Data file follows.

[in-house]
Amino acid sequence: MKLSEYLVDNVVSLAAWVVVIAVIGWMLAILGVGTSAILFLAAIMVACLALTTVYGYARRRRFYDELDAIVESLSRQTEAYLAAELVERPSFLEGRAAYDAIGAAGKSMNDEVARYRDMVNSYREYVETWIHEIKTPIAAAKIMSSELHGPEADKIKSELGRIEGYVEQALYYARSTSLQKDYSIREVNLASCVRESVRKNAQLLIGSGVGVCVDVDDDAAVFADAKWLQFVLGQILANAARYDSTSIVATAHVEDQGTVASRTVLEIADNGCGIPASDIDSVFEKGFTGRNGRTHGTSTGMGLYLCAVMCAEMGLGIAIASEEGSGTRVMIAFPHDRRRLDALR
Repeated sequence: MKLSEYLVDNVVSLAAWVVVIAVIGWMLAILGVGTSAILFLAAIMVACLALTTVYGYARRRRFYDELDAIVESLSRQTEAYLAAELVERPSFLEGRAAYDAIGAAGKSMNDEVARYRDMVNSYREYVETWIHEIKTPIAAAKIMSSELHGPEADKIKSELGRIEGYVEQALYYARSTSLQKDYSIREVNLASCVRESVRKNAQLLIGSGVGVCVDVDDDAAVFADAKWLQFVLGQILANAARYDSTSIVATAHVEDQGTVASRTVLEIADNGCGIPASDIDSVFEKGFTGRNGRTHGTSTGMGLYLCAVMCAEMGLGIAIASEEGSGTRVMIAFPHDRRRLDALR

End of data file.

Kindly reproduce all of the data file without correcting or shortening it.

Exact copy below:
[in-house]
Amino acid sequence: MKLSEYLVDNVVSLAAWVVVIAVIGWMLAILGVGTSAILFLAAIMVACLALTTVYGYARRRRFYDELDAIVESLSRQTEAYLAAELVERPSFLEGRAAYDAIGAAGKSMNDEVARYRDMVNSYREYVETWIHEIKTPIAAAKIMSSELHGPEADKIKSELGRIEGYVEQALYYARSTSLQKDYSIREVNLASCVRESVRKNAQLLIGSGVGVCVDVDDDAAVFADAKWLQFVLGQILANAARYDSTSIVATAHVEDQGTVASRTVLEIADNGCGIPASDIDSVFEKGFTGRNGRTHGTSTGMGLYLCAVMCAEMGLGIAIASEEGSGTRVMIAFPHDRRRLDALR
Repeated sequence: MKLSEYLVDNVVSLAAWVVVIAVIGWMLAILGVGTSAILFLAAIMVACLALTTVYGYARRRRFYDELDAIVESLSRQTEAYLAAELVERPSFLEGRAAYDAIGAAGKSMNDEVARYRDMVNSYREYVETWIHEIKTPIAAAKIMSSELHGPEADKIKSELGRIEGYVEQALYYARSTSLQKDYSIREVNLASCVRESVRKNAQLLIGSGVGVCVDVDDDAAVFADAKWLQFVLGQILANAARYDSTSIVATAHVEDQGTVASRTVLEIADNGCGIPASDIDSVFEKGFTGRNGRTHGTSTGMGLYLCAVMCAEMGLGIAIASEEGSGTRVMIAFPHDRRRLDALR